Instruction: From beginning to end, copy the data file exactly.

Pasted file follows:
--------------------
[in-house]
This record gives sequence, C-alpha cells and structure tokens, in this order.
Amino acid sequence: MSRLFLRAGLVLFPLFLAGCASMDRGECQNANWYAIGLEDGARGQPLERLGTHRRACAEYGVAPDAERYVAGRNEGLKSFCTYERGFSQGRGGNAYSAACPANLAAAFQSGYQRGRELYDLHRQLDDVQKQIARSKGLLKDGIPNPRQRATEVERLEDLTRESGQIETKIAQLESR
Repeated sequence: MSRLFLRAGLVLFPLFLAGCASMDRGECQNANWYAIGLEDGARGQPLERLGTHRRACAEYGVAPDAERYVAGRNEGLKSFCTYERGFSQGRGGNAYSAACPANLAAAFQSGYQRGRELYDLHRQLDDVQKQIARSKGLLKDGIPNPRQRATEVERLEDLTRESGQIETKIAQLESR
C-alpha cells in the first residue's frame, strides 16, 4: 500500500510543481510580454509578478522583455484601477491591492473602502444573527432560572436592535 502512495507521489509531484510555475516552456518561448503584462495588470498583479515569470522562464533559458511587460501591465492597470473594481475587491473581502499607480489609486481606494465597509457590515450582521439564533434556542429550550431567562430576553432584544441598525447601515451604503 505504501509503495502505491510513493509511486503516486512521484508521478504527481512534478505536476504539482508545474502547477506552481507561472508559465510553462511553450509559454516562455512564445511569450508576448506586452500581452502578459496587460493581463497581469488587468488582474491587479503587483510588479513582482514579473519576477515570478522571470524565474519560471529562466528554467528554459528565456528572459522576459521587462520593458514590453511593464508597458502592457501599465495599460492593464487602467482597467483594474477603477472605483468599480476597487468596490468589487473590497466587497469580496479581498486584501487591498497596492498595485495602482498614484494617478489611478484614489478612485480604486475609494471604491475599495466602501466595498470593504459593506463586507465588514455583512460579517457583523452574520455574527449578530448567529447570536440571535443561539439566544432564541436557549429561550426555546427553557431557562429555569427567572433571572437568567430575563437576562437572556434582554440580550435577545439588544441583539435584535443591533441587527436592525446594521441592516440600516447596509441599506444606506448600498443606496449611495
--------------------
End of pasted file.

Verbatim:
[in-house]
This record gives sequence, C-alpha cells and structure tokens, in this order.
Amino acid sequence: MSRLFLRAGLVLFPLFLAGCASMDRGECQNANWYAIGLEDGARGQPLERLGTHRRACAEYGVAPDAERYVAGRNEGLKSFCTYERGFSQGRGGNAYSAACPANLAAAFQSGYQRGRELYDLHRQLDDVQKQIARSKGLLKDGIPNPRQRATEVERLEDLTRESGQIETKIAQLESR
Repeated sequence: MSRLFLRAGLVLFPLFLAGCASMDRGECQNANWYAIGLEDGARGQPLERLGTHRRACAEYGVAPDAERYVAGRNEGLKSFCTYERGFSQGRGGNAYSAACPANLAAAFQSGYQRGRELYDLHRQLDDVQKQIARSKGLLKDGIPNPRQRATEVERLEDLTRESGQIETKIAQLESR
C-alpha cells in the first residue's frame, strides 16, 4: 500500500510543481510580454509578478522583455484601477491591492473602502444573527432560572436592535 502512495507521489509531484510555475516552456518561448503584462495588470498583479515569470522562464533559458511587460501591465492597470473594481475587491473581502499607480489609486481606494465597509457590515450582521439564533434556542429550550431567562430576553432584544441598525447601515451604503 505504501509503495502505491510513493509511486503516486512521484508521478504527481512534478505536476504539482508545474502547477506552481507561472508559465510553462511553450509559454516562455512564445511569450508576448506586452500581452502578459496587460493581463497581469488587468488582474491587479503587483510588479513582482514579473519576477515570478522571470524565474519560471529562466528554467528554459528565456528572459522576459521587462520593458514590453511593464508597458502592457501599465495599460492593464487602467482597467483594474477603477472605483468599480476597487468596490468589487473590497466587497469580496479581498486584501487591498497596492498595485495602482498614484494617478489611478484614489478612485480604486475609494471604491475599495466602501466595498470593504459593506463586507465588514455583512460579517457583523452574520455574527449578530448567529447570536440571535443561539439566544432564541436557549429561550426555546427553557431557562429555569427567572433571572437568567430575563437576562437572556434582554440580550435577545439588544441583539435584535443591533441587527436592525446594521441592516440600516447596509441599506444606506448600498443606496449611495